ESA had to move its Aeolus Earth observation satellite to avoid a direct collision with SpaceX’s Starlink satellite 44. The European Space Agency asked SpaceX to move its satellites so that an impact should be avoided.
“We informed SpaceX, who replied and said that they do not plan to take action,” reported the leader of the Space Debris Office at ESA, Holger Krag, for Forbes. He added that SpaceX satellites should have collision avoidance systems, but that’s not the case, as ESA reported.
To bypass the collision with SpaceX satellites, ESA’s Aeolus Earth observation satellite had to fire its thrusters and move to another position on the Earth’s orbit to not impact the SpaceX satellite 44.
“It is sporadic to perform collision avoidance maneuvers with active satellites. The vast majority of ESA avoidance maneuvers are the result of dead satellites or fragments from previous collisions,” an ESA tweet reads.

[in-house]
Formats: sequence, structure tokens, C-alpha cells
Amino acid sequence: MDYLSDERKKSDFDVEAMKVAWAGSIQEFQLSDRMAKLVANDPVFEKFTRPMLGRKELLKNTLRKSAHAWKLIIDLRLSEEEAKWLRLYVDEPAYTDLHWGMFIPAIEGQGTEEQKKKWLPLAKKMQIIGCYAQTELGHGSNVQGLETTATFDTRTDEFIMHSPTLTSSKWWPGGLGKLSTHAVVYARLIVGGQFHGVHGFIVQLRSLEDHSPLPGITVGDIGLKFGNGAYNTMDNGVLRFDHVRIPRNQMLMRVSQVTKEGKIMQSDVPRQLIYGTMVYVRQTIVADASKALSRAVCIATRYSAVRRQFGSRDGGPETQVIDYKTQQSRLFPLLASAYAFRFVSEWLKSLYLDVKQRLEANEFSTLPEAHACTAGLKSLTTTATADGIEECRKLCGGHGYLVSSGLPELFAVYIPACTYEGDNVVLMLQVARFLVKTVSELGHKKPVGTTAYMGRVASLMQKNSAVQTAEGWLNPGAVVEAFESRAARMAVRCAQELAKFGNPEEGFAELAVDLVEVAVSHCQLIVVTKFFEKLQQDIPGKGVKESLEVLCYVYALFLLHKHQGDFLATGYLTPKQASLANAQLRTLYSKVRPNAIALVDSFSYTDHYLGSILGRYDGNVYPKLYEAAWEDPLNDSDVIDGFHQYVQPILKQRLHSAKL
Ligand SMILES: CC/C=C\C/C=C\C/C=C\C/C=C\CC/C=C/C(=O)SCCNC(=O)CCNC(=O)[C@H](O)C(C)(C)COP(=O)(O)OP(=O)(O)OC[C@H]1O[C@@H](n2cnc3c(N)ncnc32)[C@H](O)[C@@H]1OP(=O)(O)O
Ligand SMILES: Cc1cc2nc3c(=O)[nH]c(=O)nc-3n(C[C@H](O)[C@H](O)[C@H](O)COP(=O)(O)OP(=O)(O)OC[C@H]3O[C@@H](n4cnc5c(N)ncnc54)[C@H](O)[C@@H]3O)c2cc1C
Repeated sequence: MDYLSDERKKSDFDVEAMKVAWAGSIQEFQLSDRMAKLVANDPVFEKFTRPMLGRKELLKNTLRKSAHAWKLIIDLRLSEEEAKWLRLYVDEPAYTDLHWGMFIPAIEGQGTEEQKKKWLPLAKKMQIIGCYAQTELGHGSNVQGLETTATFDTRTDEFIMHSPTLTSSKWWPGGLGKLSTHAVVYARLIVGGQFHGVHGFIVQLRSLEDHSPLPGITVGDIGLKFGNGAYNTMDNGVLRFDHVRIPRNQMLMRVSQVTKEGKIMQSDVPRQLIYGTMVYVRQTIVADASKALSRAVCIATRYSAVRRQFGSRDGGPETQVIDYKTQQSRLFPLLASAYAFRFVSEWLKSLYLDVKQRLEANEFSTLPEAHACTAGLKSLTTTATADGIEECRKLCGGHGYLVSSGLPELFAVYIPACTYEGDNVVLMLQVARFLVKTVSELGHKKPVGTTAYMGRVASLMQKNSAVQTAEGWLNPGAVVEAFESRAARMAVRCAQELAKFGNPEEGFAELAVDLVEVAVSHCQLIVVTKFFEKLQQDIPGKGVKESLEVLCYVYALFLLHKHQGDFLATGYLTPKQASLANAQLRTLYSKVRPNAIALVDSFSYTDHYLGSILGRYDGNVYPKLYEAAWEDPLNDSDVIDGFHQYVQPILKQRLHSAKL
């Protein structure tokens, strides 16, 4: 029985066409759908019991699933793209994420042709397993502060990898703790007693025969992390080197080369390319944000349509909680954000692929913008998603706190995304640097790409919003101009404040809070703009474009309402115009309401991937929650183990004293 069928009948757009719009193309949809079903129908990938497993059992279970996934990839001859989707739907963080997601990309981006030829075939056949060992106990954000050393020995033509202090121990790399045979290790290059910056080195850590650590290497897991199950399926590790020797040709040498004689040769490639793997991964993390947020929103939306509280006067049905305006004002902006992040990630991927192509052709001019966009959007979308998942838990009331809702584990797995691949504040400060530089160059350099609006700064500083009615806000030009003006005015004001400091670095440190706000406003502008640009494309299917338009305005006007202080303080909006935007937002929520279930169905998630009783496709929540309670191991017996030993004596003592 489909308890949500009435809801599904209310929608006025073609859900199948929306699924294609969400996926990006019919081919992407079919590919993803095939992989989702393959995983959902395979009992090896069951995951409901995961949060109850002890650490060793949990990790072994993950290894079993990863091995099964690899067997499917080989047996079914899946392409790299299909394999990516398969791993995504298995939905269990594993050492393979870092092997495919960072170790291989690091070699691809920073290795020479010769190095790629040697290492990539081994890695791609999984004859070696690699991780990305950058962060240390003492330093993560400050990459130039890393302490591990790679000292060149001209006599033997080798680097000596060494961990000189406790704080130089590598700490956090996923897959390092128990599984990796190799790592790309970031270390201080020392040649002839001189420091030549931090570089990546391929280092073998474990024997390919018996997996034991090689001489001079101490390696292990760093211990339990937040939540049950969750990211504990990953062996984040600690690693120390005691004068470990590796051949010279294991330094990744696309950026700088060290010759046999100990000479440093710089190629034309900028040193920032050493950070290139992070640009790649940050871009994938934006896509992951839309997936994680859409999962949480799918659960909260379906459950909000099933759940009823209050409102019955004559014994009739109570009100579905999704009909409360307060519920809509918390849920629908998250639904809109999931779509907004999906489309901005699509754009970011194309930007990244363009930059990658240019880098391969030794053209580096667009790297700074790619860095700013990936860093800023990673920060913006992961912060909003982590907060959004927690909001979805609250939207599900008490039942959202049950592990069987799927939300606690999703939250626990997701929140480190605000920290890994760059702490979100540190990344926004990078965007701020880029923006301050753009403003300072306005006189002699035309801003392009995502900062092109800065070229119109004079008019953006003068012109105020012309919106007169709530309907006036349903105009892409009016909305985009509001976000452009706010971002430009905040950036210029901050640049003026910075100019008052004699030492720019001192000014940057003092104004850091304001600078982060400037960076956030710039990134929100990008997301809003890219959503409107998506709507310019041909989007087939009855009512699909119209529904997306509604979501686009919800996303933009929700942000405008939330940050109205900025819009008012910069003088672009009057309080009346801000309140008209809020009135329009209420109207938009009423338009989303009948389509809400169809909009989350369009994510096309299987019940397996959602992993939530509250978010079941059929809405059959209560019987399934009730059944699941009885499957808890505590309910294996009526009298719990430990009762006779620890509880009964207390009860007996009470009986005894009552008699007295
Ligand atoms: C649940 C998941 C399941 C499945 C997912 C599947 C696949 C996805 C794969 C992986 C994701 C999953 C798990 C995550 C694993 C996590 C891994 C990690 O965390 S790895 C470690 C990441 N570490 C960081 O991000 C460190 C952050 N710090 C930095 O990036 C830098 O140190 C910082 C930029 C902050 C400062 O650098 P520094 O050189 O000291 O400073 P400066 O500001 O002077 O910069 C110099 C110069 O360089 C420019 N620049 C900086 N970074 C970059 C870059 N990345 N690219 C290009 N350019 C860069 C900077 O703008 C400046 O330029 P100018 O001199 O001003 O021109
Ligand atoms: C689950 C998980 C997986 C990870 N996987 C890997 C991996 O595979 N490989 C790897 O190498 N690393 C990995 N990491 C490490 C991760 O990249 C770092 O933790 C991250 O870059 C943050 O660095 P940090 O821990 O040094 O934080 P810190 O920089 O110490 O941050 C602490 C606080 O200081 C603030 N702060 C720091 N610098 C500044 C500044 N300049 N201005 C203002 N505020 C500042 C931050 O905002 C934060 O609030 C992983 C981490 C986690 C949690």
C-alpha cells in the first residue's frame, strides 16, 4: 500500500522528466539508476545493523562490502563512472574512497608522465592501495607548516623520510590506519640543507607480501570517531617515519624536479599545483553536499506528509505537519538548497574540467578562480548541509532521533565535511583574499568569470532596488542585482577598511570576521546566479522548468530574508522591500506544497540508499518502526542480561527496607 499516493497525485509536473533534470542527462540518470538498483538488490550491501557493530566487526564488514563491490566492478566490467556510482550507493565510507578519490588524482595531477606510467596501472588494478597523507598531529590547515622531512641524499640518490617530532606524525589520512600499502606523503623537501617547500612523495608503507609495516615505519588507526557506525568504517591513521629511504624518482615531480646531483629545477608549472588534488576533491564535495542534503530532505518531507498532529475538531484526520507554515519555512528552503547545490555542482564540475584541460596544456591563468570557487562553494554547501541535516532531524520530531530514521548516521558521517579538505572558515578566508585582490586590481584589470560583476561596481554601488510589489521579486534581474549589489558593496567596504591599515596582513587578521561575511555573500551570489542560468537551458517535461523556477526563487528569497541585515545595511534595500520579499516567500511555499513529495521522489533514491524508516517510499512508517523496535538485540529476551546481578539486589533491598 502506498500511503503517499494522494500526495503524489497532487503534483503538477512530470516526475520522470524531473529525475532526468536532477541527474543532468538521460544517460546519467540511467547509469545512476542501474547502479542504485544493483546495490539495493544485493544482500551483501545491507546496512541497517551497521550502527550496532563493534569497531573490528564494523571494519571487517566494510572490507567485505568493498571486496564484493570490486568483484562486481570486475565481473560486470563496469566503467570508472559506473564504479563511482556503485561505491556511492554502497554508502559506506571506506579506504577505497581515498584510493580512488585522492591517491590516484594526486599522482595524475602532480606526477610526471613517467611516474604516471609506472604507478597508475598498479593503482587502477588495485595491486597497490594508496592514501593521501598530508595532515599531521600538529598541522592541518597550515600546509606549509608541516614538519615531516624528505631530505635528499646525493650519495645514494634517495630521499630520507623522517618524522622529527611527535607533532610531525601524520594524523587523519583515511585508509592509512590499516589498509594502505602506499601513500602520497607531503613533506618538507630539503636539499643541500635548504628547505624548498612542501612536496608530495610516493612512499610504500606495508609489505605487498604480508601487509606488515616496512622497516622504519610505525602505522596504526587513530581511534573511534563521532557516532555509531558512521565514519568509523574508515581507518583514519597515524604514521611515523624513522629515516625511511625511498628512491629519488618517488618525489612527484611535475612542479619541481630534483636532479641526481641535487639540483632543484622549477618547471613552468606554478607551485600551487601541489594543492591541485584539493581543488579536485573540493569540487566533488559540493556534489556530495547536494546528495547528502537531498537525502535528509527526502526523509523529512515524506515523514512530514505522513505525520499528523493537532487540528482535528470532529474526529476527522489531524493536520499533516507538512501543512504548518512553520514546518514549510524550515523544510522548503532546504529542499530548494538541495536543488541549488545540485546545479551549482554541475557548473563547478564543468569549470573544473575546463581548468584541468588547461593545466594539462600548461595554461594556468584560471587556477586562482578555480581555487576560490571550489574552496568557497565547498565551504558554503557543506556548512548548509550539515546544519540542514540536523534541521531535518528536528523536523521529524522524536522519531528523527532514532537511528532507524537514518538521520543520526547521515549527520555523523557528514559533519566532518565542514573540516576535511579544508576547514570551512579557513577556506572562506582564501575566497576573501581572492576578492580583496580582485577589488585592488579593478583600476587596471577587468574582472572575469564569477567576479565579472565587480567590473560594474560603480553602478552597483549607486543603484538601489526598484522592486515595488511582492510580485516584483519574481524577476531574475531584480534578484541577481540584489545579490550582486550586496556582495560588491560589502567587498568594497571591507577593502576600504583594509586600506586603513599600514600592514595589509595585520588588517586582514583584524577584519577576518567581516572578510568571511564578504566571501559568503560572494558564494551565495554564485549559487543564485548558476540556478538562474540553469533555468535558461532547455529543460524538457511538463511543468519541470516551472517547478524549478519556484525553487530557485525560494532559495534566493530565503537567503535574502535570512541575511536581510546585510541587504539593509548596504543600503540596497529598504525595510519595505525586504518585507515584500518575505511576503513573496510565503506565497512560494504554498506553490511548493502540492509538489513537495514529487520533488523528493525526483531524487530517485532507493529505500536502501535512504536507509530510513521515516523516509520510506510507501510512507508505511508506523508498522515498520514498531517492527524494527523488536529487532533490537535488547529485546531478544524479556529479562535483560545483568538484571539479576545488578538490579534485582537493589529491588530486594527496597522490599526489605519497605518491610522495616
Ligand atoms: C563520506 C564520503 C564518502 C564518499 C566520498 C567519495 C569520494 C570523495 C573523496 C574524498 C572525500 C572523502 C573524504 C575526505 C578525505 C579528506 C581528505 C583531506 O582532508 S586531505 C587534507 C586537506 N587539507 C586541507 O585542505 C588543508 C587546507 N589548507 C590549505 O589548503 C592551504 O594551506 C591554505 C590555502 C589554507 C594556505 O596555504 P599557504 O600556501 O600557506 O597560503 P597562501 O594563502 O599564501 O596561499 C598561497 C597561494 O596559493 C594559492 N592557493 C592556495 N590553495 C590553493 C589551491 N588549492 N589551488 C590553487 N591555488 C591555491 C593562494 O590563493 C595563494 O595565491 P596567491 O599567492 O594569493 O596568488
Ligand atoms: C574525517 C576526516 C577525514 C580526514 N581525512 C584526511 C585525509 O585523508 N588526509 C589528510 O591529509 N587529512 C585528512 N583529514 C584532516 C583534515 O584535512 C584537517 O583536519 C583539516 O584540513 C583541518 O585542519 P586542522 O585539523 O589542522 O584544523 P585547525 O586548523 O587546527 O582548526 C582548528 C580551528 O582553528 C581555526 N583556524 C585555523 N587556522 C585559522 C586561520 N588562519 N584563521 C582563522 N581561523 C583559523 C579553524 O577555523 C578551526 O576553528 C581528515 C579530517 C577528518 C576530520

SpaceX Refuses To Relocate Its Satellites Despite ESA Warning
Noteworthy is that ESA’s Aeolus Earth observation satellite has been live for about eight months before the launch of the SpaceX Starlink satellites that occupied the Earth’ orbit to deliver Internet to specific areas of the world.
But that’s not the only issue that SpaceX Starlink satellites caused to astronomy. Many amateur astronomers and some scientists, as well, complained that the launch of SpaceX Starlink satellites causes too much light, making Earth-based telescopes useless in observing distant planets and stars.
Well, the situation is not as excellent as expected, since SpaceX lost control of three satellites since their takeoff. In the meantime, when these SpaceX satellites likely ended up in Earth’s atmosphere, the failure rate boosted some complaints regarding the outcome of the project.
In case SpaceX launches the already-planned 12,000 Starink satellites, the amount of ‘dead’ satellites might trigger issues related to space debris.